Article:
Yahoo employees are bracing for a corporate restructuring and a serious round of layoffs, if one believes a report issued March 5 from the Dow Jones IT news site AllThingsD.
Of course, even casual industry observers don’t need that report to know that the Sunnyvale, Calif.-based company has been struggling for more than a decade and is due for streamlining. The once-thriving Web services provider saw its co-founder/former CEO/spiritual leader, Jerry Yang, resign last month, along with its board chairman, Roy Bostock, and three other board members.
New CEO Scott Thompson, who jumped from PayPal to become CEO on Jan. 4, is the one who ostensibly will have to do the dirty work of cost- and job-cutting.
A source close to Yahoo told eWEEK that the company already has started the process of laying off employees. The company reported 13,100 full-time employees in 2011, and a high percentage of them may find themselves unemployed by month’s end.
AllThingsD said the layoffs will hit Yahoo’s large products organization and its marketing/public relations and research operations first. Marginal businesses and weaker regional groups could also be affected, the report said.
Turmoil in Leadership
Since 2007, Yahoo has had four CEOs: former Warner Bros. Chairman and co-CEO Terry Semel (2004-2007), Yang (2007-2009), Autodesk CEO Carol Bartz (2009-2011) and former PayPal President Scott Thompson, hired on Jan. 4, 2012. Semel resigned in 2007, with Yang replacing him. Bartz was fired by Bostock in September 2011.
Turnover in that job alone tells the story of company leadership in turmoil.
The die has been cast since 2008, when Yang, Bostock and a majority of the Yahoo board turned away a $44.6 billion buyout bid from Microsoft, a move that has lived in infamy with many investorsnow mostly former investorsever since.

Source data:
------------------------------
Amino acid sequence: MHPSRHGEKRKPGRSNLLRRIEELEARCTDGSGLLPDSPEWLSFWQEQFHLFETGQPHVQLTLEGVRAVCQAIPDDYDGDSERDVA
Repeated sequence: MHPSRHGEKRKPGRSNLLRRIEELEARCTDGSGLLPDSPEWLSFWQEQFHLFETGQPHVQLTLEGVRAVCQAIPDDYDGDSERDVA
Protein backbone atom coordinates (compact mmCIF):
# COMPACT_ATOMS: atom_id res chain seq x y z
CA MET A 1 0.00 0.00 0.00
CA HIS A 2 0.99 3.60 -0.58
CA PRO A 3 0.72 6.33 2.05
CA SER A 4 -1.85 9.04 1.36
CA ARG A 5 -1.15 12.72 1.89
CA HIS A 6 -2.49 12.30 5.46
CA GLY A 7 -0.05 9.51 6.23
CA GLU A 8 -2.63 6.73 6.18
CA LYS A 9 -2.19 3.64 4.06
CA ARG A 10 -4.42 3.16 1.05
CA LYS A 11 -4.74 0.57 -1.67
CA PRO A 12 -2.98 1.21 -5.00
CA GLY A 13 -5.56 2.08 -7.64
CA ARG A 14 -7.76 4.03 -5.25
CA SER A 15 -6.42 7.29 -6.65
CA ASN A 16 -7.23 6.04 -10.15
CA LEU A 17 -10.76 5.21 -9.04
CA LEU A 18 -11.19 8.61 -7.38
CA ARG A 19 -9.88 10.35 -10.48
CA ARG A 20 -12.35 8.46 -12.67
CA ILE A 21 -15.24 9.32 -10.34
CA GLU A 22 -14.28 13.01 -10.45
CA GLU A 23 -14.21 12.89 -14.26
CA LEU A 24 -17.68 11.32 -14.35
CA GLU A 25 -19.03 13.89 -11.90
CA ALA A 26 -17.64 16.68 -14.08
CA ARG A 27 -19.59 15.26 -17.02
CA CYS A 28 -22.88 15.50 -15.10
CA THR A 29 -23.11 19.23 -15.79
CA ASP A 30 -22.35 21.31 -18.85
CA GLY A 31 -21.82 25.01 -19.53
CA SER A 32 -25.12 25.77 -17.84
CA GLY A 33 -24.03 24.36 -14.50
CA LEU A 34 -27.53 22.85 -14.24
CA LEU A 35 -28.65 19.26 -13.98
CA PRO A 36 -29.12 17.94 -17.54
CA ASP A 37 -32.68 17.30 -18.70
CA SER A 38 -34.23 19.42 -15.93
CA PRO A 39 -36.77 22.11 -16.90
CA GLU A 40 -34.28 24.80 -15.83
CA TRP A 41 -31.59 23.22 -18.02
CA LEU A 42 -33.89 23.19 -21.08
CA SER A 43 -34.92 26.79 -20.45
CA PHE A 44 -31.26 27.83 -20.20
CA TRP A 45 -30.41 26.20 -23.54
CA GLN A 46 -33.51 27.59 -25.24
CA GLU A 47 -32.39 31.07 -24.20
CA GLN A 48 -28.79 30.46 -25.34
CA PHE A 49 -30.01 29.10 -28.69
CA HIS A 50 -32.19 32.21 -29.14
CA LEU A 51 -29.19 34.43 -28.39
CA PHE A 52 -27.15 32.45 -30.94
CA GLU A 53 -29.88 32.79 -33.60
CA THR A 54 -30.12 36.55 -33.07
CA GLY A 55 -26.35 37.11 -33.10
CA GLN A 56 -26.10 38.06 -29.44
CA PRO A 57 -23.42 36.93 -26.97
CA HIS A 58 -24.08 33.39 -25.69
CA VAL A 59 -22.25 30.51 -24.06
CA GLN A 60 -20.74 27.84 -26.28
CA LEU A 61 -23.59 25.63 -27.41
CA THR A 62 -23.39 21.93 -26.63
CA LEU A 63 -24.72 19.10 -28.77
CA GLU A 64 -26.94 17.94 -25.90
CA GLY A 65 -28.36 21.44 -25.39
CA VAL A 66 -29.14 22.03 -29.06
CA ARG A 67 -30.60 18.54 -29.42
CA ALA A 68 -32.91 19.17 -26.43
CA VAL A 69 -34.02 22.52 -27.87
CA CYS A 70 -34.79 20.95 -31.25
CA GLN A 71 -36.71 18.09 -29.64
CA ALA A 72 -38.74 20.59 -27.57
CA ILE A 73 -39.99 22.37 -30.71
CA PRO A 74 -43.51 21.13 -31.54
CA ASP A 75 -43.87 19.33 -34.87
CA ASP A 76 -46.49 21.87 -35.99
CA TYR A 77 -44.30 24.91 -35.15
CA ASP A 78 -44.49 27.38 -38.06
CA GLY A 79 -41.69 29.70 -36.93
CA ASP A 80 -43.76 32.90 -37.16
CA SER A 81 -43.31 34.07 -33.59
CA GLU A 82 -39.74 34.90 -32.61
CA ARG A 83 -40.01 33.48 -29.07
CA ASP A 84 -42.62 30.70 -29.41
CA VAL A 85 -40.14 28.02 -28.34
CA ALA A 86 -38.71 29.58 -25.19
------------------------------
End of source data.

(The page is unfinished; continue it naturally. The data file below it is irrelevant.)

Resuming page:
For about seven years, Yahoo ranked as the world’s No. 1 Internet search engine. However, Google bypassed it in general usage in about 2002. Facebook, Twitter and other social media services also have taken page views from Yahoo, which is still the No. 2 search provider and whose Yahoo Mail is the world’s leading Webmail application.
Yang was a focal point of controversy in 2008 after he persuaded the board to turn down an offer from Microsoft to acquire the company for $44.6 billion, or about $31 a share. Yang feared that a Microsoft takeover would irrevocably damage Yahoo’s business model and image.
Buyout a Possibility
It is possiblemore likely, probablethat Yahoo will tighten its belts and trim headcount in order to make it more attractive to a potential buyer. It’s still possible that Microsoft, which licenses Yahoo’s IT for its Bing search engine, could be interested. But that $44.6 billion offer from 2008 is now officially a pipe dream, since the company’s market cap is estimated at $17.75 billion.
Yahoo’s common stock in July 2008 was selling for about $23 per share and had been as high as $33.63 in October 2007. The stock closed at $14.62 on March 5.